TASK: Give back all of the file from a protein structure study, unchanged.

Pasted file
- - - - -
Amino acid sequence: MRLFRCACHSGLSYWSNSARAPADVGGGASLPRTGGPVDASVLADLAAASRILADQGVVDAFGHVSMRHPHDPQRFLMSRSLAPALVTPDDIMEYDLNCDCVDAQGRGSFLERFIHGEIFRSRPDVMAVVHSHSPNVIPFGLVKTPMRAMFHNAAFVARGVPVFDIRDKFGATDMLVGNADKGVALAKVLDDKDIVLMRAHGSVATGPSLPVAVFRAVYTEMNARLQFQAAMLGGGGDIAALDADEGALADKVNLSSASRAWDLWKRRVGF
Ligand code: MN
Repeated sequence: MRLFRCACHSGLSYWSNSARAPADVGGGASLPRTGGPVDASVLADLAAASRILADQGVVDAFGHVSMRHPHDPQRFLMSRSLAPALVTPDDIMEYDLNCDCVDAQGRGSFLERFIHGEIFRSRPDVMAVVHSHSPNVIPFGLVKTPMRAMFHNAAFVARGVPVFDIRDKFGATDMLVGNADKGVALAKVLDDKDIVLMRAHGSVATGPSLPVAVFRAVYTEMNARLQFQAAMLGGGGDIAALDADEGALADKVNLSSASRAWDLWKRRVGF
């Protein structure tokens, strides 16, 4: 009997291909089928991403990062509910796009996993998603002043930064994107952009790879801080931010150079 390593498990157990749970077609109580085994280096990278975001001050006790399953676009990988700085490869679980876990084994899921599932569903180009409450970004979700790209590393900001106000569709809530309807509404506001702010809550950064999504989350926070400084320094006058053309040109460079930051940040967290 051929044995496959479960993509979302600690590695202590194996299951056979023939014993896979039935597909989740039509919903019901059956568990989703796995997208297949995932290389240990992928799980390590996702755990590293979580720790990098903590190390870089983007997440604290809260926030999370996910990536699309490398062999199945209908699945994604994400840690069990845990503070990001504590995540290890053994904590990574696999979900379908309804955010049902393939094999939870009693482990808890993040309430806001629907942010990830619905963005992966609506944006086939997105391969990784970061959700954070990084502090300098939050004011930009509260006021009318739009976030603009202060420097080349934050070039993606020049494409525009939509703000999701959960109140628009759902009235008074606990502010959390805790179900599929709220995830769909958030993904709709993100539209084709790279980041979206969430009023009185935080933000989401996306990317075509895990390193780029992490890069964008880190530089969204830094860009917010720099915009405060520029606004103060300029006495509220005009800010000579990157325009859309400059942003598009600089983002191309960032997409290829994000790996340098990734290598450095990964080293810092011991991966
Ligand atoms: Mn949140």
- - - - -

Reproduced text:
Amino acid sequence: MRLFRCACHSGLSYWSNSARAPADVGGGASLPRTGGPVDASVLADLAAASRILADQGVVDAFGHVSMRHPHDPQRFLMSRSLAPALVTPDDIMEYDLNCDCVDAQGRGSFLERFIHGEIFRSRPDVMAVVHSHSPNVIPFGLVKTPMRAMFHNAAFVARGVPVFDIRDKFGATDMLVGNADKGVALAKVLDDKDIVLMRAHGSVATGPSLPVAVFRAVYTEMNARLQFQAAMLGGGGDIAALDADEGALADKVNLSSASRAWDLWKRRVGF
Ligand code: MN
Repeated sequence: MRLFRCACHSGLSYWSNSARAPADVGGGASLPRTGGPVDASVLADLAAASRILADQGVVDAFGHVSMRHPHDPQRFLMSRSLAPALVTPDDIMEYDLNCDCVDAQGRGSFLERFIHGEIFRSRPDVMAVVHSHSPNVIPFGLVKTPMRAMFHNAAFVARGVPVFDIRDKFGATDMLVGNADKGVALAKVLDDKDIVLMRAHGSVATGPSLPVAVFRAVYTEMNARLQFQAAMLGGGGDIAALDADEGALADKVNLSSASRAWDLWKRRVGF
């Protein structure tokens, strides 16, 4: 009997291909089928991403990062509910796009996993998603002043930064994107952009790879801080931010150079 390593498990157990749970077609109580085994280096990278975001001050006790399953676009990988700085490869679980876990084994899921599932569903180009409450970004979700790209590393900001106000569709809530309807509404506001702010809550950064999504989350926070400084320094006058053309040109460079930051940040967290 051929044995496959479960993509979302600690590695202590194996299951056979023939014993896979039935597909989740039509919903019901059956568990989703796995997208297949995932290389240990992928799980390590996702755990590293979580720790990098903590190390870089983007997440604290809260926030999370996910990536699309490398062999199945209908699945994604994400840690069990845990503070990001504590995540290890053994904590990574696999979900379908309804955010049902393939094999939870009693482990808890993040309430806001629907942010990830619905963005992966609506944006086939997105391969990784970061959700954070990084502090300098939050004011930009509260006021009318739009976030603009202060420097080349934050070039993606020049494409525009939509703000999701959960109140628009759902009235008074606990502010959390805790179900599929709220995830769909958030993904709709993100539209084709790279980041979206969430009023009185935080933000989401996306990317075509895990390193780029992490890069964008880190530089969204830094860009917010720099915009405060520029606004103060300029006495509220005009800010000579990157325009859309400059942003598009600089983002191309960032997409290829994000790996340098990734290598450095990964080293810092011991991966
Ligand atoms: Mn949140």